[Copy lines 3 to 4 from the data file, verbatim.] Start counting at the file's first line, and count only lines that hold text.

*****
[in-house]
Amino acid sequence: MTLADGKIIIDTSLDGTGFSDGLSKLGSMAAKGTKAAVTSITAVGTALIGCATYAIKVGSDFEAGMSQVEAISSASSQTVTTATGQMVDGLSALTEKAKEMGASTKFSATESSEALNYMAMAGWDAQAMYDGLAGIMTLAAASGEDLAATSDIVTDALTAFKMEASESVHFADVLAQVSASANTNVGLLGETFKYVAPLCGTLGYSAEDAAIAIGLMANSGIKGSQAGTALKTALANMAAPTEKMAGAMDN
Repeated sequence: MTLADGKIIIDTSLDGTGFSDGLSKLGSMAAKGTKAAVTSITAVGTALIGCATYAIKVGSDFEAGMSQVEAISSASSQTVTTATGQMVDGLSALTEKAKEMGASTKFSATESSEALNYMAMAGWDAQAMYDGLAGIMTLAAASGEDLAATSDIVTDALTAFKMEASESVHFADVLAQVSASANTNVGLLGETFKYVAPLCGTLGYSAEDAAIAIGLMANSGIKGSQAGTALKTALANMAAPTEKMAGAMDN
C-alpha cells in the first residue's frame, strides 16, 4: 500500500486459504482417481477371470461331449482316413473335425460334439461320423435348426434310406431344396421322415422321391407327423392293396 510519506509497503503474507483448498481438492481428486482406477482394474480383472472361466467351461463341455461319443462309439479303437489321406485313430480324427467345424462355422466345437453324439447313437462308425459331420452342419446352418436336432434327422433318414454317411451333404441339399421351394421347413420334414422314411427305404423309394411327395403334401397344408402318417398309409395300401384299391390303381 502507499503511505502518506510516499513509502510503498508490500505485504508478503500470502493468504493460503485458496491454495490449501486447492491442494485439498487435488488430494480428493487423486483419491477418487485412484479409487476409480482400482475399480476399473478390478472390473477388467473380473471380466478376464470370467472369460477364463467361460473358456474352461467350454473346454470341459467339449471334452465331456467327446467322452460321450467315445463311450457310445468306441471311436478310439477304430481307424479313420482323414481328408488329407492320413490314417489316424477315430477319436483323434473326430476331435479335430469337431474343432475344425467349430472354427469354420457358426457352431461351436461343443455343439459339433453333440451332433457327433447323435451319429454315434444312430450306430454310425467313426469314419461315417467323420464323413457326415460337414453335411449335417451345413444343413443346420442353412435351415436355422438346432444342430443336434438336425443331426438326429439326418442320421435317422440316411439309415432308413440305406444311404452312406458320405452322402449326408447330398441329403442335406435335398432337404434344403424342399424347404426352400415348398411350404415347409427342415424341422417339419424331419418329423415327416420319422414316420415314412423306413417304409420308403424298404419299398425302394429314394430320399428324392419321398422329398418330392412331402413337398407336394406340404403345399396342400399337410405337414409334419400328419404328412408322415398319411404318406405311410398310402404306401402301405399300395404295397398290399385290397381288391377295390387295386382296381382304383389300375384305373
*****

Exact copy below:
Repeated sequence: MTLADGKIIIDTSLDGTGFSDGLSKLGSMAAKGTKAAVTSITAVGTALIGCATYAIKVGSDFEAGMSQVEAISSASSQTVTTATGQMVDGLSALTEKAKEMGASTKFSATESSEALNYMAMAGWDAQAMYDGLAGIMTLAAASGEDLAATSDIVTDALTAFKMEASESVHFADVLAQVSASANTNVGLLGETFKYVAPLCGTLGYSAEDAAIAIGLMANSGIKGSQAGTALKTALANMAAPTEKMAGAMDN
C-alpha cells in the first residue's frame, strides 16, 4: 500500500486459504482417481477371470461331449482316413473335425460334439461320423435348426434310406431344396421322415422321391407327423392293396 510519506509497503503474507483448498481438492481428486482406477482394474480383472472361466467351461463341455461319443462309439479303437489321406485313430480324427467345424462355422466345437453324439447313437462308425459331420452342419446352418436336432434327422433318414454317411451333404441339399421351394421347413420334414422314411427305404423309394411327395403334401397344408402318417398309409395300401384299391390303381 502507499503511505502518506510516499513509502510503498508490500505485504508478503500470502493468504493460503485458496491454495490449501486447492491442494485439498487435488488430494480428493487423486483419491477418487485412484479409487476409480482400482475399480476399473478390478472390473477388467473380473471380466478376464470370467472369460477364463467361460473358456474352461467350454473346454470341459467339449471334452465331456467327446467322452460321450467315445463311450457310445468306441471311436478310439477304430481307424479313420482323414481328408488329407492320413490314417489316424477315430477319436483323434473326430476331435479335430469337431474343432475344425467349430472354427469354420457358426457352431461351436461343443455343439459339433453333440451332433457327433447323435451319429454315434444312430450306430454310425467313426469314419461315417467323420464323413457326415460337414453335411449335417451345413444343413443346420442353412435351415436355422438346432444342430443336434438336425443331426438326429439326418442320421435317422440316411439309415432308413440305406444311404452312406458320405452322402449326408447330398441329403442335406435335398432337404434344403424342399424347404426352400415348398411350404415347409427342415424341422417339419424331419418329423415327416420319422414316420415314412423306413417304409420308403424298404419299398425302394429314394430320399428324392419321398422329398418330392412331402413337398407336394406340404403345399396342400399337410405337414409334419400328419404328412408322415398319411404318406405311410398310402404306401402301405399300395404295397398290399385290397381288391377295390387295386382296381382304383389300375384305373